“Trump has made it clear that he does not care about the needs of our military personnel and their families,” said Rep. Adam Smith (D-Wash.), head of the House Armed Services Committee. “If the FY21 NDAA does not become law, more than 100,000 federal employees will be deprived of the paid parental leave benefits they deserve, necessary military construction projects will not move forward on schedule, and our service members who are in harm’s way defending our country’s principles will not have access to the hazard pay they are owed.”

Defense industry players also quickly began to decry the move.

“There is no more essential duty for the American government than to ensure the safety and security of its people. The President’s veto undermines our national security preparedness and jeopardizes the jobs of Americans who make up our defense industrial base at a time when the country is in crisis,” Aerospace Industries Association President and Chief Executive Officer Eric Fanning said in a release. “We urge Congress to prioritize national security and override this veto.”

First enacting defense funds—part of the massive omnibus spending bill also awaiting Trump’s signature—would stave off some of the problems prompted by a lack of NDAA, the staffer said. The omnibus appropriations bill could continue paying for programs whose authorization under previous legislation has not yet expired, but spending for other items must stop without a new policy bill in place to allow it.

The future of that $1.4 trillion omnibus, together with the nearly $900 billion coronavirus pandemic relief legislation, was thrown into question Dec. 22 when Trump released a video criticizing pieces of the package. The Republican President called for $2,000 economic stimulus checks to support Americans instead of the agreed-upon $600 payments, which reportedly surprised even his own legislative team spearheading the effort. Democrats also back the larger sum.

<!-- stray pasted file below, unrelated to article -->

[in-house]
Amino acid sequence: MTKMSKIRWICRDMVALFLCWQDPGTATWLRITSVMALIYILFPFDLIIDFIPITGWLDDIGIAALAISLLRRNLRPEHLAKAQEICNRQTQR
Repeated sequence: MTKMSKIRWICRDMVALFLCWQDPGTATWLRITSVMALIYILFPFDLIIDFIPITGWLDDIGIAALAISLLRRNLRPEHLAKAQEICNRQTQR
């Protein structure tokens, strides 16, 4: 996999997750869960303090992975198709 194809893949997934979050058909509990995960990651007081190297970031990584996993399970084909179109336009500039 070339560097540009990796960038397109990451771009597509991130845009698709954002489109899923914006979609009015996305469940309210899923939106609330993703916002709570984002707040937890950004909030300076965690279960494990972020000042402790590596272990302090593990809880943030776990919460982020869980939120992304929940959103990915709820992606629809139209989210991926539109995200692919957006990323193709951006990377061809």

It’s unclear what the timeline is for Trump to approve or veto the so-called “coronabus” package, passed by the House and Senate Dec. 21. A 10-day clock for automatic enactment, not including Sundays, starts once Congress sends the paperwork to the White House for Trump’s consideration. That process could also stretch into the next Congress, which typically does not have to juggle these issues with both a new set of lawmakers and a new President in town.

The federal government remains open through Dec. 28 under another continuing resolution while the omnibus is in limbo—three months after the fiscal year began Oct. 1. Lawmakers will need to pass another CR to avoid a shutdown unless the spending package is enacted in time.

“President Trump should sign the bill and get [House Republican Leader Kevin McCarthy and Senate Majority Leader Mitch McConnell] to agree to the $2,000,” Henry Connelly, communications director for House Speaker Nancy Pelosi, said Dec. 23 when asked about potential next steps for the omnibus-pandemic relief legislation. 

The Department of the Air Force’s $169 billion wish list was largely granted in the 2021 authorization and appropriations bills. Lawmakers green-lit many Air Force and Space Force priorities but did reverse plans to phase out production of key aircraft like the MQ-9 Reaper drone and to ditch the A-10 attack plane.

Congress approved a spending bill with $32.8 billion for Active-duty Airmen, $33.5 billion for Active-duty operations and maintenance, $45.3 billion for procurement, and $36.4 billion for research and development in the base budget. The Space Force’s base budget would receive $2.5 billion for O&M, $2.3 billion for procurement, and $10.5 billion for R&D as well.

Millions more dollars were offered under the Overseas Contingency Operations budget intended for counterterrorism missions.

Lawmakers also call for periodic briefings from Air Force officials on the service’s plan to address its pilot shortage, as well as a C-130 fleet management plan, a strategy for the Advanced Battle Management System, and more.

A more unusual provision directs the Air Force Secretary to work with the National Institutes of Health to rehome chimpanzees that live on Air Force property. The Alamogordo Daily News recently reported that two chimps used for experiments at Holloman Air Force Base, N.M., have died, leaving 37 more at an NIH-run facility on base.

Nearly 100 chimpanzees have moved to a sanctuary from Holloman’s Alamogordo Primate Facility, the publication said.